Have you been harbouring a guilty secret since you left Cray Valley? Were you responsible for a prank and nobody ever found out it was you? Here, right behind the bike sheds, is the place to wipe your conscience clean and tell all. Nobody will mind anymore and we can all have a good laugh!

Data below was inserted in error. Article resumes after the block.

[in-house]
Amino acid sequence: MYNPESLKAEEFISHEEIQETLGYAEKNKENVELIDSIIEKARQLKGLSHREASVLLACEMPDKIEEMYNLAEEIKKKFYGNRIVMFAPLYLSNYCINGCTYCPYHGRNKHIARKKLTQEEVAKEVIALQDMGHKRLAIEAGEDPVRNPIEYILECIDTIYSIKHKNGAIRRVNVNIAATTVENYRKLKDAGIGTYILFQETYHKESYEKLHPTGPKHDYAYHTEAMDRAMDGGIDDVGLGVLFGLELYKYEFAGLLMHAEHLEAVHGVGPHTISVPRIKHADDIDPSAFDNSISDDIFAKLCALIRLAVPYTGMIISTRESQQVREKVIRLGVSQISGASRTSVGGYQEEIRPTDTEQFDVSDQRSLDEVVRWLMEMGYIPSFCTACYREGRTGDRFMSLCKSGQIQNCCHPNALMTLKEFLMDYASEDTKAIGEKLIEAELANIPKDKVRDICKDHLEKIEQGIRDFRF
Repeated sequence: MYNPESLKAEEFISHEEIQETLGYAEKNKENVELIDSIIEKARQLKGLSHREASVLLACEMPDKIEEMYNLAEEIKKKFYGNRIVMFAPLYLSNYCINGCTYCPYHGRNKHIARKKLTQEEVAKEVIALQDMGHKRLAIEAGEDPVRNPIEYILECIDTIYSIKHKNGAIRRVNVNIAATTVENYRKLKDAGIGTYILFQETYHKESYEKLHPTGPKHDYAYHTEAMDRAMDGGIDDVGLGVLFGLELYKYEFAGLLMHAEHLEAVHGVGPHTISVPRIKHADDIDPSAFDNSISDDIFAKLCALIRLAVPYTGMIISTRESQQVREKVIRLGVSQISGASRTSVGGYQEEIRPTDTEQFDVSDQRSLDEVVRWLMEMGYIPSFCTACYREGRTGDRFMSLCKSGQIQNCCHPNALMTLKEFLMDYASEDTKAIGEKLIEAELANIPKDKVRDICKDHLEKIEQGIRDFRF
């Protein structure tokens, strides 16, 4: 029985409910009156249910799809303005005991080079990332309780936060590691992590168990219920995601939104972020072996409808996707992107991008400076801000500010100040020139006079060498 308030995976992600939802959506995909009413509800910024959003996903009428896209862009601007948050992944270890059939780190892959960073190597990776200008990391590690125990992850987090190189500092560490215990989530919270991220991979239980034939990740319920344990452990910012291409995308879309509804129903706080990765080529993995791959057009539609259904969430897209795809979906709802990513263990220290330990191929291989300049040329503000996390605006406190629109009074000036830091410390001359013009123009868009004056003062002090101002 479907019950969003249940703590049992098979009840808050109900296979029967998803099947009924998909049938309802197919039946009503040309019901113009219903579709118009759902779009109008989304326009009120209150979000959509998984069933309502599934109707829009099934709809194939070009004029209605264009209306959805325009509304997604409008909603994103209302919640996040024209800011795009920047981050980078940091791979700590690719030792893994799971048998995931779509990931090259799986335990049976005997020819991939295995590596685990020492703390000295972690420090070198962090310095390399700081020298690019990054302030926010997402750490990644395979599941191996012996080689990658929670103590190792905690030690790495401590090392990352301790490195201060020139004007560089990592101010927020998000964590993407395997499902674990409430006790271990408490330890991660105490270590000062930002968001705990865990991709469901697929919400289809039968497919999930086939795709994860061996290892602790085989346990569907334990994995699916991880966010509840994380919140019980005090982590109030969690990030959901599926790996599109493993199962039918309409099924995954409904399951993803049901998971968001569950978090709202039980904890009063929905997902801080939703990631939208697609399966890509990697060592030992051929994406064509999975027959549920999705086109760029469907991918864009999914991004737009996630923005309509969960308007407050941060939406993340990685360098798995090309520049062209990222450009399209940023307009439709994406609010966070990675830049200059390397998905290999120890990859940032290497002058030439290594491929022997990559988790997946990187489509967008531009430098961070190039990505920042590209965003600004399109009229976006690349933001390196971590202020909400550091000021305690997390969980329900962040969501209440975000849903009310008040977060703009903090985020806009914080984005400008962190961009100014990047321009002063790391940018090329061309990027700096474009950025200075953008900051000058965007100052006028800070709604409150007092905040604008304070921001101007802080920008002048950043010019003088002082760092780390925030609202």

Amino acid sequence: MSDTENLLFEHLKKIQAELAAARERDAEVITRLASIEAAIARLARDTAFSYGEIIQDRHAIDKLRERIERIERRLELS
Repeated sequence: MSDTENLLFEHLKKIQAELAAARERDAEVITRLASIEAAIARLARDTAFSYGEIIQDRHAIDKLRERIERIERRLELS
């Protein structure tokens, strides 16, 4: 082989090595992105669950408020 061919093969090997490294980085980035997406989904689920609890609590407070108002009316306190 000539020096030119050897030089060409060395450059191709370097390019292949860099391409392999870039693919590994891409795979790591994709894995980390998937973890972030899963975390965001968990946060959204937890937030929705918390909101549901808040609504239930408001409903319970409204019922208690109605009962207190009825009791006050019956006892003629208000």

It was at the top of the staircase on the second floor, just before the History Room, that, one lunch time, almost an hour of madness ensued. Some bright spark, whose name escapes me right now, discovered that when a flashbulb for an Instamatic Camera had its blue plastic coating peeled away from it, and was dropped down the centre of the staircase on to the concrete plinth at ground floor level it would, if accurately done, create a loud bang and scare the daylights out of any poor, unsuspecting pupil or group of pupils who happened to be loitering in the vicinity. After several successful drops, reasonably spaced every 8-10 minutes or so, thus catching a different group each time, its popularity along with the predictable hilarity from those on the top floor was such that it just seemed as though one more “drop” before the end of the lunch break just had to be done……. This time though there were no longer any boys at the foot of the stairs to be shocked, it was the turn of the “Star Guest”, making a rare appearance away from his normal route to the Dining Room - none other than the Headmaster himself, Mr. Turner, whose very presence had caused a complete dispersal of all others who, until just seconds earlier, had been seen lurking by the lockers with aimless intent. Very quickly, though not exactly instinctively, he realised that something was not quite right and, almost immediately, with the impact of the fifth and final flashbulb hitting the concrete below and creating what seemed to be a much louder bang than those of the previous four, caused him to look up towards to the boys above on the second floor who, in turn, were momentarily looking down and who, just a split second later, were racing away almost tripping over each other, crashing through the swing doors and down the corridor, desperate to seek sanctuary in any classroom where they could pretend to be studying and not be considered to be a part of the misdeed. At the same time, Mr. Turner, never slow to miss a trick and keen to appear unphased by his brief yet obviously alarming ordeal, turned on his heels and began ascending the stairs, two or three at a time, his black robes floating almost horizontally behind him until, in what must have been an unofficial record time, he reached the top at the second floor level. Too late to catch the miscreants you may think? He had other ideas, and it was only a matter of minutes before he successfully flushed out those who were responsible, quickly returning with them to his study on the ground floor, though via the glazed staircase at the other end of the building, usually only used by teachers, visitors and, in this instance, accompanied pupils! Once downstairs, and behind the firmly closed door to his office, questions were sternly asked, responses were snivellingly given, punishment was swishingly administered, and afternoon lessons commenced for the offenders less than ten minutes later, albeit with them sitting more on the back of their thighs rather than their uncomfortably tender posteriors! The incident was talked about amongst the boys for many weeks afterwards, and recalled several times many years later at chance meetings and other reunions, though many other stories were also listened to.....